How Resveratrol Fights Cellular Aging?

Have you ever heard of the term French Paradox? It’s a concept that explains why people in France enjoy a longer life and health span and are less vulnerable to develop coronary heart disease and obesity than people from other countries in spite of eating a fat rich, heart clogging diet.

According to the scientists, the explanation for this paradox lies in the fact that the French love their red wine. In France, people consume moderate amounts of red wine, which is known to contain resveratrol – an intriguing polyphenolic compound that helps in maintaining heart health and prolonging our life span.

In recent years, many studies have explored the role of resveratrol in preventing and slowing down the process of aging and delaying the onset of age-associated disorders such as type 2 diabetes, Alzheimer’s disease, cardiovascular disease, stroke etc. The risk of many chronic diseases such as these increases exponentially with age.  

What is Resveratrol?

Resveratrol is a fat-soluble chemical primarily found in the skin of purple and red grapes. It is also found in some berries like blueberries, mulberries, cranberries, and raspberries; in nuts, such as peanuts and pistachio; and also in green tea and chocolate.   

Resveratrol is a phytoalexin, and belongs to a group of compounds called polyphenols. It is naturally produced by plants in response to injury and stress such as drought, fungal attack or excessive exposure to ultraviolet radiation. The polyphenol protects the plant against the environmental and internal stressors.

Scientists believe that resveratrol may confer similar protective benefits to humans when they consume it. And even more interestingly, studies have shown that resveratrol holds amazing anti-aging potential. Resveratrol is known for its anti-inflammatory and antioxidant characteristics. It is also known to support normal cell replication.

The cumulative effect of all these properties make resveratrol a powerful anti-aging compound. In fact, many studies point to the efficacy of resveratrol in protecting the body against neuro-degenerative diseases like Alzheimer’s, metabolic disorders like diabetes and obesity and even life-threatening disorders like myocardial infarction and cerebrovascular stroke.

Reveratrol and Curcumin

How Resveratrol fights cellular ageing?

Antioxidant and anti-inflammatory properties
Resveratrol is a powerful antioxidant that scavenges free radicals and also inhibits their formation – protecting cells and tissues from oxidative damage. Resveratrol also prevents the production of certain chemicals that promote inflammation in the body.

Anti-oxidant and anti-inflammatory properties of resveratrol not only help in imparting anti-aging benefits but also play a tremendous role in promoting heart and vascular health. Resveratrol helps to prevent oxidation in the blood vessels, lower cholesterol and decrease the formation of clots – keeping incidents of heart attack and stroke at bay.

Resveratrol activates Sirtuins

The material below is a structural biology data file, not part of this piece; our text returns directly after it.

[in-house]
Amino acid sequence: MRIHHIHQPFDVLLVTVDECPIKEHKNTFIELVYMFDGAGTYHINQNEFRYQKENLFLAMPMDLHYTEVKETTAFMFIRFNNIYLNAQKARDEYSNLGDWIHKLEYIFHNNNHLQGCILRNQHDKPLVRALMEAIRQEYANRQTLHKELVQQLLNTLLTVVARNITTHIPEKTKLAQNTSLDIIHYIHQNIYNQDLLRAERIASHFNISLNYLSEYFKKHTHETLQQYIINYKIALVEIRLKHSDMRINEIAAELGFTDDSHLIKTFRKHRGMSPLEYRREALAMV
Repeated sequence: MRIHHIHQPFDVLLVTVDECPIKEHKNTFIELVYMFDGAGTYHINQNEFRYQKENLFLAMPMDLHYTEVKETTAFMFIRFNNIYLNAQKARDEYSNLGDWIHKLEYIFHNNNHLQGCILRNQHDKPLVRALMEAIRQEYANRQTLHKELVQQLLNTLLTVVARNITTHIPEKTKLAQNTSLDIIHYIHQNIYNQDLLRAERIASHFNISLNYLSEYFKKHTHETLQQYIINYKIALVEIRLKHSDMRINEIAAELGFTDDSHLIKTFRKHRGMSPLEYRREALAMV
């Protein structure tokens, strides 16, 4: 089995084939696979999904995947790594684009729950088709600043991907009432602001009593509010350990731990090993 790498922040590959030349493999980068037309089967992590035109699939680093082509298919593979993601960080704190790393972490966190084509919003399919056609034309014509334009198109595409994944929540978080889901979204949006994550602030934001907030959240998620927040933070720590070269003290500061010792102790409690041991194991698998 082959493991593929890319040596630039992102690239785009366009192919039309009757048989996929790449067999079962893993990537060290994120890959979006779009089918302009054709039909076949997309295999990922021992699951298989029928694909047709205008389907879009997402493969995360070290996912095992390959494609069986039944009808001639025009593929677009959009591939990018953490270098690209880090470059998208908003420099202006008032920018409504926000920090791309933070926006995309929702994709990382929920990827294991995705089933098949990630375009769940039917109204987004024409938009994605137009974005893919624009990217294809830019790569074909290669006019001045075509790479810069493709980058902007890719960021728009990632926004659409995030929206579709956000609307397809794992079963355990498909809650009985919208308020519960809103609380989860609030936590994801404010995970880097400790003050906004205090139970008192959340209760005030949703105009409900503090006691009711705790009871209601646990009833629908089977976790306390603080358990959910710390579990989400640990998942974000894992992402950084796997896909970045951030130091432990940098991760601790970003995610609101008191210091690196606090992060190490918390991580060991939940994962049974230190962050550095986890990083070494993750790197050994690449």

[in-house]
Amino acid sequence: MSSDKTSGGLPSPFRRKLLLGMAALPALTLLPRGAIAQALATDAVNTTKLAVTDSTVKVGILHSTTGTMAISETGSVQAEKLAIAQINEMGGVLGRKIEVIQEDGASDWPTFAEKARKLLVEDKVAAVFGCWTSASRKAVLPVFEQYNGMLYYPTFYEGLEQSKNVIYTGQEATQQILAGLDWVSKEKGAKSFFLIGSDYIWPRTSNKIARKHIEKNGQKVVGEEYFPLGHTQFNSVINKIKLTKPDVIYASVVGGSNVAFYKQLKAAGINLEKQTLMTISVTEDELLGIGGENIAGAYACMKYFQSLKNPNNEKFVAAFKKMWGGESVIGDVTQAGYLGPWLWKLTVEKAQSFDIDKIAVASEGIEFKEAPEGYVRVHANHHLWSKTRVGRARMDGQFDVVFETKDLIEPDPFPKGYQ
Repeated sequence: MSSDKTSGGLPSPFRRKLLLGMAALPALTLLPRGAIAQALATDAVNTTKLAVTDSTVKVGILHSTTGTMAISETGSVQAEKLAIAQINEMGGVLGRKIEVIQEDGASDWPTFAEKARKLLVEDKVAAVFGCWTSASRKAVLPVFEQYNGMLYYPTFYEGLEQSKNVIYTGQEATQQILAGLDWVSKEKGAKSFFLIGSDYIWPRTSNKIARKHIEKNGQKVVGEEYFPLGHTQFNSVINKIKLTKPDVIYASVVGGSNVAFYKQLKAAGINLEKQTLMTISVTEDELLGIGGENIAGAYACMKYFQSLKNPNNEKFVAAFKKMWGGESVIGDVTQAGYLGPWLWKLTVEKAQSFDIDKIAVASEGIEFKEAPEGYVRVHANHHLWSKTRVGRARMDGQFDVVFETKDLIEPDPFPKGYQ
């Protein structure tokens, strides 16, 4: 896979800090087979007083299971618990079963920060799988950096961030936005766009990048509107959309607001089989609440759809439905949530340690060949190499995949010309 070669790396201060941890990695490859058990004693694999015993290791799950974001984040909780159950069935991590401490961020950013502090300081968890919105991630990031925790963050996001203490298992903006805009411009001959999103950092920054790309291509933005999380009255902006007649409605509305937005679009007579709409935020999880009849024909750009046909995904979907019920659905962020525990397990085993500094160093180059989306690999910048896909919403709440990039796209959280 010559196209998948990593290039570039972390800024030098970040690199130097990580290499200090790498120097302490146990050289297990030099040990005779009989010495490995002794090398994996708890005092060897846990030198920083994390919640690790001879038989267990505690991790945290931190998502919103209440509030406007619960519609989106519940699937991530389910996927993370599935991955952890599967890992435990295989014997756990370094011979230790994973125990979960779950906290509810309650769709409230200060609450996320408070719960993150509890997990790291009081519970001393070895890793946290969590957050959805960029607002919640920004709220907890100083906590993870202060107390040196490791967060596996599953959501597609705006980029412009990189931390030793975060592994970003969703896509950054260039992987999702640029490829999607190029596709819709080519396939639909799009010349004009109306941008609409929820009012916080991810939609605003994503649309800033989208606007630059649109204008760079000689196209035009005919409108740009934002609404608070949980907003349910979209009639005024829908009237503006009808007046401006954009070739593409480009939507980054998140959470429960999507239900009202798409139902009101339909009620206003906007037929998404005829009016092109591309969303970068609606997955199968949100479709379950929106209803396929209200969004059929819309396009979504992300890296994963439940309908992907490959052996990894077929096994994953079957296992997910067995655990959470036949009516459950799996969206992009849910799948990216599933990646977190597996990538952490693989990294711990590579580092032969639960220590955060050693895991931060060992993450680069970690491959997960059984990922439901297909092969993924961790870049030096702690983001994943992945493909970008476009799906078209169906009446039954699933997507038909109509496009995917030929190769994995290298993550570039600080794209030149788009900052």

While its anti-oxidant benefits are indeed remarkable, there is another fascinating function that makes resveratrol a favourite topic when it comes to discussing the science of aging.

In 2013, a study showed that resveratrol directly activates sirtuins, more specifically SIRT1 [1]. This is one of the most important mechanisms through which resveratrol offers anti-aging effects. Sirtuins are the class of enzymes that influence and regulate several biological pathways involved in the process of ageing – including inflammation, stress resistance, mitochondrial functions, metabolism and DNA repair.

David Sinclair, Harvard Medical School professor of genetics and senior author on the paper noted that, "In the history of pharmaceuticals, there has never been a drug that binds to a protein to make it run faster in the way that resveratrol activates SIRT1. Almost all drugs either slow or block them." [2]

More specifically, through the activation of sirtuins, resveratrol increases the activity of mitochondria in the cells. By revving up mitochondria, resveratrol is able to recharge these energy-producing factories that begin to run down as we age.

Mitochondria are specialized cellular structures that produce every bit of energy a cell requires to perform its functions – such as replication, growth, repair and sustenance. Ironically, the same energy generation process also results in the formation of reactive oxygen species or free radicals – known to damage cellular and mitochondrial DNA. Both oxidative damage and mitochondrial dysfunction are heavily implicated in the overall process of aging.

Resveratrol promotes mitochondrial biogenesis, which helps in generating more energy but with reduced production of free radicals and reduced oxidative damage. This, along with many intricate and complex mechanisms, contributes to improving overall health and delaying the process of aging [3].

Calorie restriction is a proven and widely accepted mechanism known to delay aging and promote overall health. Studies show that sirtuins are responsible for the anti-aging benefits associated with limiting the calorie intake. Resveratrol mimics the way calorie restriction improves longevity and health span in humans; that is by activating sirtuins.


  1. Hubbard et al. Evidence for a Common Mechanism of SIRT1 Regulation by Allosteric Activators. Science. 2013; 339 (6124): 1216.
  2. Harvard Medical School. "New study validates longevity pathway: Findings identify universal mechanism for activating anti-aging pathway." ScienceDaily, 7 March 2013
  3. Zoltan Ungvari, William E. Sonntag, Rafael de Cabo, Joseph A. Baur, and Anna Csiszar. Mitochondrial Protection by Resveratrol. Exerc Sport Sci Rev. 2011